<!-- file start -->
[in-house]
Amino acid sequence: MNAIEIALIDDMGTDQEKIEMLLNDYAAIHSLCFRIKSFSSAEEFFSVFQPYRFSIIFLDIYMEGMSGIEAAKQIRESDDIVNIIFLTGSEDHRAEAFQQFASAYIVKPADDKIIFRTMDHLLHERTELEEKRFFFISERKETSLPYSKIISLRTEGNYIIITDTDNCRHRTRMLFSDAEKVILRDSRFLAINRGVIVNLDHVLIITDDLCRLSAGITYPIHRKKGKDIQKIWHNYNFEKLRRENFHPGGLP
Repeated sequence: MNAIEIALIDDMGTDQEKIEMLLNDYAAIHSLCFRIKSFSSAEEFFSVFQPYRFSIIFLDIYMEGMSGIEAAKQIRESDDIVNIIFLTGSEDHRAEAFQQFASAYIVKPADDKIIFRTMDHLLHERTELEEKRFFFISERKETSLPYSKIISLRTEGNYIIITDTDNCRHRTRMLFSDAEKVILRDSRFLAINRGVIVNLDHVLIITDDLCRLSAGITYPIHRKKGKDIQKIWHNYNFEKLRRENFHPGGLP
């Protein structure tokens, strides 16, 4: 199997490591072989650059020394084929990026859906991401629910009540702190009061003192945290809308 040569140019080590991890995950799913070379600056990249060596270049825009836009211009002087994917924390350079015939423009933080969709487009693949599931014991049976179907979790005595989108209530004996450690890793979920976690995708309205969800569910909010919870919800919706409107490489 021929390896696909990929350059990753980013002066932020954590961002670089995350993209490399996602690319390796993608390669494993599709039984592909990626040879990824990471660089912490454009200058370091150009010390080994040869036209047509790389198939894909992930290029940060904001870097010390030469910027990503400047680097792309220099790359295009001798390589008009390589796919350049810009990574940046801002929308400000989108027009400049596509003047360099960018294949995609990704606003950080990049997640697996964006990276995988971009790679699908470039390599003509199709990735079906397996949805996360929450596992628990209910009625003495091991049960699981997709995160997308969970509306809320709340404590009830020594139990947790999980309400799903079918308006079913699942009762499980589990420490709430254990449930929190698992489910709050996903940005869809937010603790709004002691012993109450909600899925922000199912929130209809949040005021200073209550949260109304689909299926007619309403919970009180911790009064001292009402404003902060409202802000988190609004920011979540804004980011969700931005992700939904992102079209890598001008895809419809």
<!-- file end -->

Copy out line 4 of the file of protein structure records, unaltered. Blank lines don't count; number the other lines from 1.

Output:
């Protein structure tokens, strides 16, 4: 199997490591072989650059020394084929990026859906991401629910009540702190009061003192945290809308 040569140019080590991890995950799913070379600056990249060596270049825009836009211009002087994917924390350079015939423009933080969709487009693949599931014991049976179907979790005595989108209530004996450690890793979920976690995708309205969800569910909010919870919800919706409107490489 021929390896696909990929350059990753980013002066932020954590961002670089995350993209490399996602690319390796993608390669494993599709039984592909990626040879990824990471660089912490454009200058370091150009010390080994040869036209047509790389198939894909992930290029940060904001870097010390030469910027990503400047680097792309220099790359295009001798390589008009390589796919350049810009990574940046801002929308400000989108027009400049596509003047360099960018294949995609990704606003950080990049997640697996964006990276995988971009790679699908470039390599003509199709990735079906397996949805996360929450596992628990209910009625003495091991049960699981997709995160997308969970509306809320709340404590009830020594139990947790999980309400799903079918308006079913699942009762499980589990420490709430254990449930929190698992489910709050996903940005869809937010603790709004002691012993109450909600899925922000199912929130209809949040005021200073209550949260109304689909299926007619309403919970009180911790009064001292009402404003902060409202802000988190609004920011979540804004980011969700931005992700939904992102079209890598001008895809419809």